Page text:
This will execute the program, and you'll see the output of the animals making sounds, casting votes, and announcing the new leader.

To create a Java class hierarchy for students, where we have ComputerStudents and HealthStudents, and enforce a method called enroll through an interface, we will do the following:

Define an interface named Student.
Add an abstract method enroll in the Student interface.
Create classes ComputerStudents and HealthStudents that implement the Student interface.
Here is how the Java class hierarchy can be structured:

Interface Definition


public interface Student {
void enroll(String courseName);
}

In this interface, we define the enroll method which every student type must implement. The method takes a String parameter, representing the name of the course the student is enrolling in.

Computer Students Class


public class ComputerStudents implements Student {
@Override
public void enroll(String courseName) {
System.out.println("Computer Science Student enrolling in: " + courseName);
// Additional implementation specific to Computer Students
}
// Other methods and properties specific to Computer Students
}

The ComputerStudents class implements the Student interface and provides its own implementation of the enroll method.
This class can also have additional methods and properties that are specific to computer science students.

Health Students Class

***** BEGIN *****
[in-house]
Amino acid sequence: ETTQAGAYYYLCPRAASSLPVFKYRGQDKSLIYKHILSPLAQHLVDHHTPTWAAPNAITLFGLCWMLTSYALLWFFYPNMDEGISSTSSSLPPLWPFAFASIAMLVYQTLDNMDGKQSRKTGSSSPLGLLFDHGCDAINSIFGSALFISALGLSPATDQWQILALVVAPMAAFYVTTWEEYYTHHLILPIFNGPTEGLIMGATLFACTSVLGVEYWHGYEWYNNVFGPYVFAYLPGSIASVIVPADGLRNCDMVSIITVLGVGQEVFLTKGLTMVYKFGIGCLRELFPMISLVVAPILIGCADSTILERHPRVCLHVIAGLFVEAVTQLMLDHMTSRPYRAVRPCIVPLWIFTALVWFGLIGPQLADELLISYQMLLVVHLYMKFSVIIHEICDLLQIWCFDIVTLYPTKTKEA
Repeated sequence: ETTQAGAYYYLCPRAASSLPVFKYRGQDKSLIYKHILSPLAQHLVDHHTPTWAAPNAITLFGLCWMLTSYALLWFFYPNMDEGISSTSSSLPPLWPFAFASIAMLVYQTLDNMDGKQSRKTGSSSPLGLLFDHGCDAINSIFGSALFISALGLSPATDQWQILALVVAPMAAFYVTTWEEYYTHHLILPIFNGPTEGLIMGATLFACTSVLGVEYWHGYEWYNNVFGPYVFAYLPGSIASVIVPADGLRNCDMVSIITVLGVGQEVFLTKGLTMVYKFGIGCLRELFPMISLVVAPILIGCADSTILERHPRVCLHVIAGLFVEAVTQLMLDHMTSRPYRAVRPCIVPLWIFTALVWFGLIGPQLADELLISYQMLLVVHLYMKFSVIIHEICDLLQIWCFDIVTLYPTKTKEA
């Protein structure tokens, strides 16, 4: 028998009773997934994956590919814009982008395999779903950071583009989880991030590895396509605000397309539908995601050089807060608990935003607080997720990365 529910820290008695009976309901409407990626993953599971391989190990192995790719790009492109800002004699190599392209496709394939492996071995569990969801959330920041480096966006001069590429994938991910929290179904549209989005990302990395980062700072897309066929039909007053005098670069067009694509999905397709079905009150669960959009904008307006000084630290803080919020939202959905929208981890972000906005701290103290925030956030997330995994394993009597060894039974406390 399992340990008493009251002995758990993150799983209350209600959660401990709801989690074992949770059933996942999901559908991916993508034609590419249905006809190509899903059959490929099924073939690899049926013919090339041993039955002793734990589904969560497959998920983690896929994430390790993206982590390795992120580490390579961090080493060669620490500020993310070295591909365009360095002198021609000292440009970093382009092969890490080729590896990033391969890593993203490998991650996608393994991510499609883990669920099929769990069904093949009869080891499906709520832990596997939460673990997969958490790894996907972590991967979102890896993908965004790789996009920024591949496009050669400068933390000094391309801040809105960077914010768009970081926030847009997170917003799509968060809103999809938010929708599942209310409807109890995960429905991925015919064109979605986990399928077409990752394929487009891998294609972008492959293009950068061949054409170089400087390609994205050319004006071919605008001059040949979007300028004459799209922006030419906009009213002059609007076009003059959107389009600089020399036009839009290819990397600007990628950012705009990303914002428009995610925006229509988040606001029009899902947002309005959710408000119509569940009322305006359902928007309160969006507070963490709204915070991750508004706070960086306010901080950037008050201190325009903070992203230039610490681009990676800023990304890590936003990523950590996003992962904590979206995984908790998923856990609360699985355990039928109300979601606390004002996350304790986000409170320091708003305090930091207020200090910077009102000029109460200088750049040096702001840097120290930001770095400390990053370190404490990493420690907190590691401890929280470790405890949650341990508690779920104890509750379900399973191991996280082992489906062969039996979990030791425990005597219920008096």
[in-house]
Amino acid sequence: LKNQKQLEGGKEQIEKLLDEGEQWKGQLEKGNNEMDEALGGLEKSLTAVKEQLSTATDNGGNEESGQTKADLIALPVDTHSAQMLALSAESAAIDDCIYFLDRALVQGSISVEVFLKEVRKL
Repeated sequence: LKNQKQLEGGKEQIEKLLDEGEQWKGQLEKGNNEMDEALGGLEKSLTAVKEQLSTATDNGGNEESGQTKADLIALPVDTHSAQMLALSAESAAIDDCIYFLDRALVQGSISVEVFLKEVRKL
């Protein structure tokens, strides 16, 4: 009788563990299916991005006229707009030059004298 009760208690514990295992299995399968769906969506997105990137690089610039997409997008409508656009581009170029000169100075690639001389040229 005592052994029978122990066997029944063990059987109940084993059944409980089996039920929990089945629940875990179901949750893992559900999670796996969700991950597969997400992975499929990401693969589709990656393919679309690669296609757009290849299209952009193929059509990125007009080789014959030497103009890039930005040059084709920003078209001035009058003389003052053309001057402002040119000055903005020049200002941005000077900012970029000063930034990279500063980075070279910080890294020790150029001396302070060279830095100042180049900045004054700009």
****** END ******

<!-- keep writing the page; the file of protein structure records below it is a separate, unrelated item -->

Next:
public class HealthStudents implements Student {
@Override
public void enroll(String courseName) {
System.out.println("Health Science Student enrolling in: " + courseName);
// Additional implementation specific to Health Students
}
// Other methods and properties specific to Health Students
}

Similarly, the HealthStudents class implements the Student interface. It also provides a specific implementation of the enroll method for health science students, along with any other specific methods and properties.

Usage

public class StudentDemo {
public static void main(String[] args) {
Student computerStudent = new ComputerStudents();
Student healthStudent = new HealthStudents();

computerStudent.enroll("Advanced Programming");
healthStudent.enroll("Anatomy 101");
}
}

In the StudentDemo class, we demonstrate the usage of the ComputerStudents and HealthStudents classes. Each student type calls its own implementation of the enroll method.
This class hierarchy effectively uses an interface to enforce the implementation of the enroll method across different student types, showcasing polymorphism and the power of interfaces in Java.